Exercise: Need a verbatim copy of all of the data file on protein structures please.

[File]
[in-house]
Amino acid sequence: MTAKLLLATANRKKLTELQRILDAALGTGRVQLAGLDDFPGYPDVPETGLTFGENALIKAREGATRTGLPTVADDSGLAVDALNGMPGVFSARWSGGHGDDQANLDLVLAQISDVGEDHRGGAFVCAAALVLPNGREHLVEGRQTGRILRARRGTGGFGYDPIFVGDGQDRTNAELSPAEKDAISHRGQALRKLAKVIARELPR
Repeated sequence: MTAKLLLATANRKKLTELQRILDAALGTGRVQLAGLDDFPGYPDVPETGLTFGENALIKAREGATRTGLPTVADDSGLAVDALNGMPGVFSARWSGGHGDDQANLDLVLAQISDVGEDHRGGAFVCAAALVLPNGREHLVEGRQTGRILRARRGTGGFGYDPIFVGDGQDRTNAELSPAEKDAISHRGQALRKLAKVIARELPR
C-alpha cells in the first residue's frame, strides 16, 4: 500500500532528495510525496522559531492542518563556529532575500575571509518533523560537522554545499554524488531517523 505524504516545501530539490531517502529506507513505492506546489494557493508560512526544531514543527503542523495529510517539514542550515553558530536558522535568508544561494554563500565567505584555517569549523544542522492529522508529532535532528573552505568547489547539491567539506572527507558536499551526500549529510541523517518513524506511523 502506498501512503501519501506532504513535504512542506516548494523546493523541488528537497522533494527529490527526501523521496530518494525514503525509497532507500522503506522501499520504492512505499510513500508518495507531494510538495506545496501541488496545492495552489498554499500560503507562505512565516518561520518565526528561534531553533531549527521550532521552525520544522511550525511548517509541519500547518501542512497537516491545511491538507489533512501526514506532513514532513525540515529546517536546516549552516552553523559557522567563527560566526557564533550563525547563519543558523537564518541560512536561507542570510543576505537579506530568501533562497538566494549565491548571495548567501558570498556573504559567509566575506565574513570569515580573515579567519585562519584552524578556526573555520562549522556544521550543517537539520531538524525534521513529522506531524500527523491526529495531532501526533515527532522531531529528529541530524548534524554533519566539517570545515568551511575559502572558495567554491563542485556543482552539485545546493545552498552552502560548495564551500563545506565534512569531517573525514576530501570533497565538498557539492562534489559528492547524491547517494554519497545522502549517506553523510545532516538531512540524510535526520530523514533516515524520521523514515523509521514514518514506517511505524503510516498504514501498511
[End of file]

[in-house]
Amino acid sequence: MTAKLLLATANRKKLTELQRILDAALGTGRVQLAGLDDFPGYPDVPETGLTFGENALIKAREGATRTGLPTVADDSGLAVDALNGMPGVFSARWSGGHGDDQANLDLVLAQISDVGEDHRGGAFVCAAALVLPNGREHLVEGRQTGRILRARRGTGGFGYDPIFVGDGQDRTNAELSPAEKDAISHRGQALRKLAKVIARELPR
Repeated sequence: MTAKLLLATANRKKLTELQRILDAALGTGRVQLAGLDDFPGYPDVPETGLTFGENALIKAREGATRTGLPTVADDSGLAVDALNGMPGVFSARWSGGHGDDQANLDLVLAQISDVGEDHRGGAFVCAAALVLPNGREHLVEGRQTGRILRARRGTGGFGYDPIFVGDGQDRTNAELSPAEKDAISHRGQALRKLAKVIARELPR
C-alpha cells in the first residue's frame, strides 16, 4: 500500500532528495510525496522559531492542518563556529532575500575571509518533523560537522554545499554524488531517523 505524504516545501530539490531517502529506507513505492506546489494557493508560512526544531514543527503542523495529510517539514542550515553558530536558522535568508544561494554563500565567505584555517569549523544542522492529522508529532535532528573552505568547489547539491567539506572527507558536499551526500549529510541523517518513524506511523 502506498501512503501519501506532504513535504512542506516548494523546493523541488528537497522533494527529490527526501523521496530518494525514503525509497532507500522503506522501499520504492512505499510513500508518495507531494510538495506545496501541488496545492495552489498554499500560503507562505512565516518561520518565526528561534531553533531549527521550532521552525520544522511550525511548517509541519500547518501542512497537516491545511491538507489533512501526514506532513514532513525540515529546517536546516549552516552553523559557522567563527560566526557564533550563525547563519543558523537564518541560512536561507542570510543576505537579506530568501533562497538566494549565491548571495548567501558570498556573504559567509566575506565574513570569515580573515579567519585562519584552524578556526573555520562549522556544521550543517537539520531538524525534521513529522506531524500527523491526529495531532501526533515527532522531531529528529541530524548534524554533519566539517570545515568551511575559502572558495567554491563542485556543482552539485545546493545552498552552502560548495564551500563545506565534512569531517573525514576530501570533497565538498557539492562534489559528492547524491547517494554519497545522502549517506553523510545532516538531512540524510535526520530523514533516515524520521523514515523509521514514518514506517511505524503510516498504514501498511